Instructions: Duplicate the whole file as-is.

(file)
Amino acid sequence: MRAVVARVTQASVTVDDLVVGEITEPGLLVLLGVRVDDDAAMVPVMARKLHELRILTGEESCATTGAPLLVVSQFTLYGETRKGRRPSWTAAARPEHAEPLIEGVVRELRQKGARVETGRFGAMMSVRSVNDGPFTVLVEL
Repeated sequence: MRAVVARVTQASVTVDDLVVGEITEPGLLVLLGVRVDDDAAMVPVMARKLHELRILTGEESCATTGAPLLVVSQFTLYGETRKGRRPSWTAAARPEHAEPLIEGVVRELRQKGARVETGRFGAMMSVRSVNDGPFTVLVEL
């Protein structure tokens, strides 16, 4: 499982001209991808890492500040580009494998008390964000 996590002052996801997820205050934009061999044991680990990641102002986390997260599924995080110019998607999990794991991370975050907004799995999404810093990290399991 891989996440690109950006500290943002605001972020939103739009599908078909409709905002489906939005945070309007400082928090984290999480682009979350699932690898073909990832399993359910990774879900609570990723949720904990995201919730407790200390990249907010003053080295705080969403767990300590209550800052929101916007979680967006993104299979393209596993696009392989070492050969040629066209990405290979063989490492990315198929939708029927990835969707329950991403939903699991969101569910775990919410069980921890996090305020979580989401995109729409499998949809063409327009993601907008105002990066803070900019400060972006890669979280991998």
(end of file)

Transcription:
Amino acid sequence: MRAVVARVTQASVTVDDLVVGEITEPGLLVLLGVRVDDDAAMVPVMARKLHELRILTGEESCATTGAPLLVVSQFTLYGETRKGRRPSWTAAARPEHAEPLIEGVVRELRQKGARVETGRFGAMMSVRSVNDGPFTVLVEL
Repeated sequence: MRAVVARVTQASVTVDDLVVGEITEPGLLVLLGVRVDDDAAMVPVMARKLHELRILTGEESCATTGAPLLVVSQFTLYGETRKGRRPSWTAAARPEHAEPLIEGVVRELRQKGARVETGRFGAMMSVRSVNDGPFTVLVEL
């Protein structure tokens, strides 16, 4: 499982001209991808890492500040580009494998008390964000 996590002052996801997820205050934009061999044991680990990641102002986390997260599924995080110019998607999990794991991370975050907004799995999404810093990290399991 891989996440690109950006500290943002605001972020939103739009599908078909409709905002489906939005945070309007400082928090984290999480682009979350699932690898073909990832399993359910990774879900609570990723949720904990995201919730407790200390990249907010003053080295705080969403767990300590209550800052929101916007979680967006993104299979393209596993696009392989070492050969040629066209990405290979063989490492990315198929939708029927990835969707329950991403939903699991969101569910775990919410069980921890996090305020979580989401995109729409499998949809063409327009993601907008105002990066803070900019400060972006890669979280991998």